Virga or Fallstreaks.   Virga week on OpticsPOD continues with this shoal of aerial jellyfish imaged by David Lynch of Color & Light in Nature (more images). Taken at Topanga, California on June 2, 2009. ©David Lynch, shown with permission.

Virga or fallstreaks (more 1,2) are streams of raindrops, snowflakes or halo forming ice crystals precipitating from clouds but evaporating before reaching the ground.

David Lynch describes these particular clouds "as 'glaciating altocumulus'. The supercooled altocumulus droplets freeze. Because the vapor pressure of  water vapor over ice is so much lower than over water, the ice crystals grow quickly to large sized (0.1 - 1 mm) and as a result fall much faster than the droplets which are much smaller (0.01 mm). Thus the ice appears to "fall" from the altocumulus, producing the feathery cirrus 'beard'."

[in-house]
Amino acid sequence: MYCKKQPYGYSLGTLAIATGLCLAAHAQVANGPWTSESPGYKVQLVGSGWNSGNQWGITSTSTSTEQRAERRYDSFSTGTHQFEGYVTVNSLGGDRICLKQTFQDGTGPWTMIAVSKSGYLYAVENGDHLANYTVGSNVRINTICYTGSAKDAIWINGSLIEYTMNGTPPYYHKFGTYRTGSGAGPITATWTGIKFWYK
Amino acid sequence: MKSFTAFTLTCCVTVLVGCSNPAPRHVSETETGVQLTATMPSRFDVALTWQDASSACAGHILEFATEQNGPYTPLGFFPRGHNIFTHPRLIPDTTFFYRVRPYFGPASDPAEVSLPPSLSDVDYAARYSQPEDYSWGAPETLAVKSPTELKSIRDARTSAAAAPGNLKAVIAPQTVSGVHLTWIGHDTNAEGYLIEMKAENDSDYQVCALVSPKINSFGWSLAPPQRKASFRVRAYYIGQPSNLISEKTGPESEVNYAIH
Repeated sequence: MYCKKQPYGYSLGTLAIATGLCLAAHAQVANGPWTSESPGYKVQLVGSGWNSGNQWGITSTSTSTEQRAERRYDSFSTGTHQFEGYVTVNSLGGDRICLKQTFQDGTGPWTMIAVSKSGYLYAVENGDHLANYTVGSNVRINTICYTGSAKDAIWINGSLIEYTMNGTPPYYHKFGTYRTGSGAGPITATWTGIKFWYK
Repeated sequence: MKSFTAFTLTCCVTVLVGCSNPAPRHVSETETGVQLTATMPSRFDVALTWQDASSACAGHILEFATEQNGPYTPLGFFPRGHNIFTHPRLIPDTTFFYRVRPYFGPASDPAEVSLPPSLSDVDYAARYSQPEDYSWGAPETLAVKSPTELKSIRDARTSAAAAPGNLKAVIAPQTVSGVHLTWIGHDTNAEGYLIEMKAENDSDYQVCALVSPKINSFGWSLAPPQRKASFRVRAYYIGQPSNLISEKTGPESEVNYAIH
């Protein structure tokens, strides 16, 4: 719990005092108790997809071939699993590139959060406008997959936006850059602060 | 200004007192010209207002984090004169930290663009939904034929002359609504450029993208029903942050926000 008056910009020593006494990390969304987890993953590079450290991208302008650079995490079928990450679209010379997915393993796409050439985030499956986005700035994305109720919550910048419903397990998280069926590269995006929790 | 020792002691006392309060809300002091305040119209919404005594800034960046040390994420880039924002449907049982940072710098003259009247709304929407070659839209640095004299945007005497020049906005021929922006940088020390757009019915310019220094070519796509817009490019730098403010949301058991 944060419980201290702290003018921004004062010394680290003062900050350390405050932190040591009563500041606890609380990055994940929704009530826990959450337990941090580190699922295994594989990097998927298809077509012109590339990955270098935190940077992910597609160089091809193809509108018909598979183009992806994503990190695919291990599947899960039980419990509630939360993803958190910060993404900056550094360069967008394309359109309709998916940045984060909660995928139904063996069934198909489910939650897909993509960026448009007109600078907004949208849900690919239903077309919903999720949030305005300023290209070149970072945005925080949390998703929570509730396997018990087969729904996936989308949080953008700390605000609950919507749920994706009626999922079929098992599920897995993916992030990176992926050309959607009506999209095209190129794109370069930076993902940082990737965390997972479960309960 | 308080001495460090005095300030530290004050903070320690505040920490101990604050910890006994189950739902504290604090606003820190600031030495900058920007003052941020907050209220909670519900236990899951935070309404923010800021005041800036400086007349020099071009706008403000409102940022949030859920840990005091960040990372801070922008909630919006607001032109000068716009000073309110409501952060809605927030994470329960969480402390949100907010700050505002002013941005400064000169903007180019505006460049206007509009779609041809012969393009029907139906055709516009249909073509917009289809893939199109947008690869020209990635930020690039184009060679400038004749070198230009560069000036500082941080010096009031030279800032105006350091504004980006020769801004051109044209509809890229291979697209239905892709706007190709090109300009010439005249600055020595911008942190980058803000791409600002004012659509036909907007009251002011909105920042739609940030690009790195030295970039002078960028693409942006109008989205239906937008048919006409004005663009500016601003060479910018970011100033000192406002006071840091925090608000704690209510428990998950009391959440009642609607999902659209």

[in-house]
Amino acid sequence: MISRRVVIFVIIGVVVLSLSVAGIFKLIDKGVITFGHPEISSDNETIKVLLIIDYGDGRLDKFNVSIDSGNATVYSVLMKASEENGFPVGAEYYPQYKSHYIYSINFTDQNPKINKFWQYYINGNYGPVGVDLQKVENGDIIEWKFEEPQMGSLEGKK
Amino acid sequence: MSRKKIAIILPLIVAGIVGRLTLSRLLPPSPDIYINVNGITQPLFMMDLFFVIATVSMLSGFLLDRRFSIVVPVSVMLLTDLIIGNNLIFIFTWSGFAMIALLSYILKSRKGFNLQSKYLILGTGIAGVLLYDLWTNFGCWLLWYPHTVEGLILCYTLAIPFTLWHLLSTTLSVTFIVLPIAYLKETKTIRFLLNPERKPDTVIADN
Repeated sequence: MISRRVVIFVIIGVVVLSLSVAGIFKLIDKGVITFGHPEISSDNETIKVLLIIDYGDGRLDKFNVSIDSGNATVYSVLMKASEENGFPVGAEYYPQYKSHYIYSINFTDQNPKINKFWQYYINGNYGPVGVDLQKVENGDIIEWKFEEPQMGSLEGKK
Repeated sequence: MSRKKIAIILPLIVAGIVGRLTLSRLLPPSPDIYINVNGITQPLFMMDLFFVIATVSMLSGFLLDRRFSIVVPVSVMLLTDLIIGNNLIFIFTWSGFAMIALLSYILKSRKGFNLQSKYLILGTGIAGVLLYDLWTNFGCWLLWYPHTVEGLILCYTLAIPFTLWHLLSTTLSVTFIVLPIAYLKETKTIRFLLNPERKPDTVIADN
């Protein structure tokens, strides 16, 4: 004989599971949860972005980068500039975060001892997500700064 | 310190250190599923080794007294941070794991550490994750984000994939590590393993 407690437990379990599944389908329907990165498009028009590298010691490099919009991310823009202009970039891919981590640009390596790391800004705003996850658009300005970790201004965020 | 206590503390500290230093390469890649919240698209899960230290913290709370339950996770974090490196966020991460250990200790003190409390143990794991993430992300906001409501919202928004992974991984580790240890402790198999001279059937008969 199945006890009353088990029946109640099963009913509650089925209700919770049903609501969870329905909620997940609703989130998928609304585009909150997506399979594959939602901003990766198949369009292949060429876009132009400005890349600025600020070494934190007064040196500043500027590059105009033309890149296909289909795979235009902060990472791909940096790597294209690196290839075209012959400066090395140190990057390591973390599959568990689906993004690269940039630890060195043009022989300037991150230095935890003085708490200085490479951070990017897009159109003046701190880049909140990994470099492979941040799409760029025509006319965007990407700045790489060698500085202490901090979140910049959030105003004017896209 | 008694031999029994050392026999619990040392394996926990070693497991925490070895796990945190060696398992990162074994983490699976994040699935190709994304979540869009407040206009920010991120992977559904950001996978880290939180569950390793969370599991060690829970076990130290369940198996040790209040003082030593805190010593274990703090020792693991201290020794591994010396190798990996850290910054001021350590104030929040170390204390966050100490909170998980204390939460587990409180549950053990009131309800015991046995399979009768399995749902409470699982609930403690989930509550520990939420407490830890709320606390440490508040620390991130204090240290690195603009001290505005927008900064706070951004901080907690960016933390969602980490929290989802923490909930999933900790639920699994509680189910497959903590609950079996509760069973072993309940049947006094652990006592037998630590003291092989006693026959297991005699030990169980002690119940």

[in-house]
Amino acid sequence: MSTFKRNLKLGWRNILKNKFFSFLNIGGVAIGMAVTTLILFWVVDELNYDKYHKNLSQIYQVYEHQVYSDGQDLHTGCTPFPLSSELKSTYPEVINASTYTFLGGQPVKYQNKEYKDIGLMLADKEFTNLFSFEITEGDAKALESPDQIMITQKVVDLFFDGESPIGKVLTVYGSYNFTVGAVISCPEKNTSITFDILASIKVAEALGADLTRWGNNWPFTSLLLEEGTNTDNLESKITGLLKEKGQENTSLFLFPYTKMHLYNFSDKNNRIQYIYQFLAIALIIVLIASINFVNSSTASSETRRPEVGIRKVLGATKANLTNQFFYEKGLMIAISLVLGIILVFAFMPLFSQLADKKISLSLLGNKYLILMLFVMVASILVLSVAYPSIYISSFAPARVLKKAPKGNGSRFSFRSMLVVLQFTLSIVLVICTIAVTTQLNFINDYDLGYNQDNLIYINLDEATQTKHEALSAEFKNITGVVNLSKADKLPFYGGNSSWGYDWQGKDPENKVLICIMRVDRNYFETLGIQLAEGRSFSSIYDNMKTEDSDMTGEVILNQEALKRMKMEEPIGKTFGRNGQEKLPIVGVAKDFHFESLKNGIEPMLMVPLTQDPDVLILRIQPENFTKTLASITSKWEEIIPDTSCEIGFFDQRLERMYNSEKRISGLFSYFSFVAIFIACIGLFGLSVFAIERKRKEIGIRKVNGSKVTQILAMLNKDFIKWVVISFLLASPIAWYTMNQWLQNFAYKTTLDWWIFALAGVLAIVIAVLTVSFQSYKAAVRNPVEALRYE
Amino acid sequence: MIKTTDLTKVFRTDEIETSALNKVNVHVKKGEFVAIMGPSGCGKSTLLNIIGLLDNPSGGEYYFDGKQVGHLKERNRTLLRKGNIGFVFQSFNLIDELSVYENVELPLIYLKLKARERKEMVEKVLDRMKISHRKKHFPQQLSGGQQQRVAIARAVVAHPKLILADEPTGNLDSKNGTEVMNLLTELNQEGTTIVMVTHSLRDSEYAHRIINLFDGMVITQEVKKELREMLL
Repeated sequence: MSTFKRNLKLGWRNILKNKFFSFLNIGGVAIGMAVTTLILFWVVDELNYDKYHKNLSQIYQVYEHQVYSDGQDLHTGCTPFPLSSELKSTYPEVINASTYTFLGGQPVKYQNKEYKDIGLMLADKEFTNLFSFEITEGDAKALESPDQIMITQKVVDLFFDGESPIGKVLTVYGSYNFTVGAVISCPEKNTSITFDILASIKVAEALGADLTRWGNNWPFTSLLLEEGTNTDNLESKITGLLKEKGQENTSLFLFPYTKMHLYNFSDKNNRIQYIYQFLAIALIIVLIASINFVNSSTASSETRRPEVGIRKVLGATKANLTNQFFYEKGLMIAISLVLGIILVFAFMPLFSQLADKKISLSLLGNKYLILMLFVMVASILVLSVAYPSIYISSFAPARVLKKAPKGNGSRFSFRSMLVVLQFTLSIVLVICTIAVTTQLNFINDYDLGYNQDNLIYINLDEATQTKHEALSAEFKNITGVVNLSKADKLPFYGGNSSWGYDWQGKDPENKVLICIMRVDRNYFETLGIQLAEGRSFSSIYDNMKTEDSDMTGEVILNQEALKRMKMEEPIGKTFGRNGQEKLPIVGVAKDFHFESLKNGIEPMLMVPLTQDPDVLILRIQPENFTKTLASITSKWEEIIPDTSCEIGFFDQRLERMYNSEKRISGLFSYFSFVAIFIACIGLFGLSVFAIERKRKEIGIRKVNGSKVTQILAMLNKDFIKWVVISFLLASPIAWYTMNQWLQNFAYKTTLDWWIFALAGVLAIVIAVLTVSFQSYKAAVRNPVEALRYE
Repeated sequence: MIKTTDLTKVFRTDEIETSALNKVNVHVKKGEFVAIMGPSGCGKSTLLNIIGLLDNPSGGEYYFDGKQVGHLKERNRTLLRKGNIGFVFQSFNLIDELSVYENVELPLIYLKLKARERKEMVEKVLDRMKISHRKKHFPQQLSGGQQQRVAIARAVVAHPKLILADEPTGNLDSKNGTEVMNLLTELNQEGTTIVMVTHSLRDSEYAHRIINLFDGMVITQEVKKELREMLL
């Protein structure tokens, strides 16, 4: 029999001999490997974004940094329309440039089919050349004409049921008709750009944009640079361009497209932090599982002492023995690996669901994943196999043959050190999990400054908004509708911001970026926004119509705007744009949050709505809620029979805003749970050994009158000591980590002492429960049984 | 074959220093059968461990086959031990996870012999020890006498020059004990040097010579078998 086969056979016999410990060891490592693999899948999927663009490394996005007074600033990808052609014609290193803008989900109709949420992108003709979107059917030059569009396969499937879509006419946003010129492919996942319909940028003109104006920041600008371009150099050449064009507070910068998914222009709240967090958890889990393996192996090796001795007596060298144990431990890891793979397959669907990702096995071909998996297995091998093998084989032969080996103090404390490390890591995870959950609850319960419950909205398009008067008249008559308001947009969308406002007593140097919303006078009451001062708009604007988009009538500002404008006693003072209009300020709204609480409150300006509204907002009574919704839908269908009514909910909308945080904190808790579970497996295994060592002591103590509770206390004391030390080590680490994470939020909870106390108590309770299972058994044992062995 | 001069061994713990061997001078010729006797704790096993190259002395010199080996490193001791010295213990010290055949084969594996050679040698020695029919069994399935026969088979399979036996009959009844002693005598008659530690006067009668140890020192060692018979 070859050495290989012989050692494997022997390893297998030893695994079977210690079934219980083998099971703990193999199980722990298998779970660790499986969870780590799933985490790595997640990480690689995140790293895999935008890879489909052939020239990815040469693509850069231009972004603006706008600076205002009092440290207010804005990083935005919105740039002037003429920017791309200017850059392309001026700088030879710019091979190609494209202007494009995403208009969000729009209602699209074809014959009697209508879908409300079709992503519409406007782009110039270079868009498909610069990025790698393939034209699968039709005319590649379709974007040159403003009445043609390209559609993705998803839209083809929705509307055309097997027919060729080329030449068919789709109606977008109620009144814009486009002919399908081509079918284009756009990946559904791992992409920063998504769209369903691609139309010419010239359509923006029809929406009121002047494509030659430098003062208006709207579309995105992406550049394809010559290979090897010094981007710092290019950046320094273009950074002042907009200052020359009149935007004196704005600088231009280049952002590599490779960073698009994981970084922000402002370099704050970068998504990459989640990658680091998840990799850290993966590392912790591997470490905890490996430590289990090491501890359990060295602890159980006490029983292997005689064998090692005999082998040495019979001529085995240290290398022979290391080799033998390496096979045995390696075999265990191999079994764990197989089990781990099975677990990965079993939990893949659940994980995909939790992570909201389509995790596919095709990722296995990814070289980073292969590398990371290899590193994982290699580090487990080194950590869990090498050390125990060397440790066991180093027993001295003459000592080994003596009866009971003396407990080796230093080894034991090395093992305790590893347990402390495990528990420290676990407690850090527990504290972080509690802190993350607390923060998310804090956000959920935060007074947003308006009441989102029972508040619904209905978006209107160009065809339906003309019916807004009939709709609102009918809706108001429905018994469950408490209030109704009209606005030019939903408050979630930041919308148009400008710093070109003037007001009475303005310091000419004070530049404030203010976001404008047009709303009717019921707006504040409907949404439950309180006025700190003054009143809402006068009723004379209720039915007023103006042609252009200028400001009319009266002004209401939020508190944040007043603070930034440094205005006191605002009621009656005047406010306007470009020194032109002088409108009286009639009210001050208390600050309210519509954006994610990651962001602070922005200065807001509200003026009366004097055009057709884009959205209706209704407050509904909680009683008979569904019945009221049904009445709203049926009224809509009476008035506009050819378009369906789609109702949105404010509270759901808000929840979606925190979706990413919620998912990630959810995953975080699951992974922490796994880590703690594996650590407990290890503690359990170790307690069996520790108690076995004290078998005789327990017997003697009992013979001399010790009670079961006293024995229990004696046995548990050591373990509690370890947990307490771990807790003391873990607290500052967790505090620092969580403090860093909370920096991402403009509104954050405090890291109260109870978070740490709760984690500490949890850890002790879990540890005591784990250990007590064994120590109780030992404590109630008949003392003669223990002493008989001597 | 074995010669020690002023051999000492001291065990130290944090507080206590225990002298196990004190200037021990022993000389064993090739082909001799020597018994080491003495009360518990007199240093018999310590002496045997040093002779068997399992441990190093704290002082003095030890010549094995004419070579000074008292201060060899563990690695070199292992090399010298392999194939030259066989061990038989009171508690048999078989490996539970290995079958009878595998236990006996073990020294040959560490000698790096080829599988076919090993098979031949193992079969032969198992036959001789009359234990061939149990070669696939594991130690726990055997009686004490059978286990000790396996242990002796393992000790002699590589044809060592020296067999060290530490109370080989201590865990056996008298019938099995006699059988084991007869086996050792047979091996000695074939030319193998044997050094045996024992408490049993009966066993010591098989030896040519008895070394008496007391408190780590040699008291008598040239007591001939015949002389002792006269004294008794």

Fallstreaks are characteristically hook shaped. Differences in wind speed with height (wind shear) can be responsible. Another factor is that as the water droplets or ice crystals evaporate and shrink they fall ever more slowly and finally drift horizontally with the wind.


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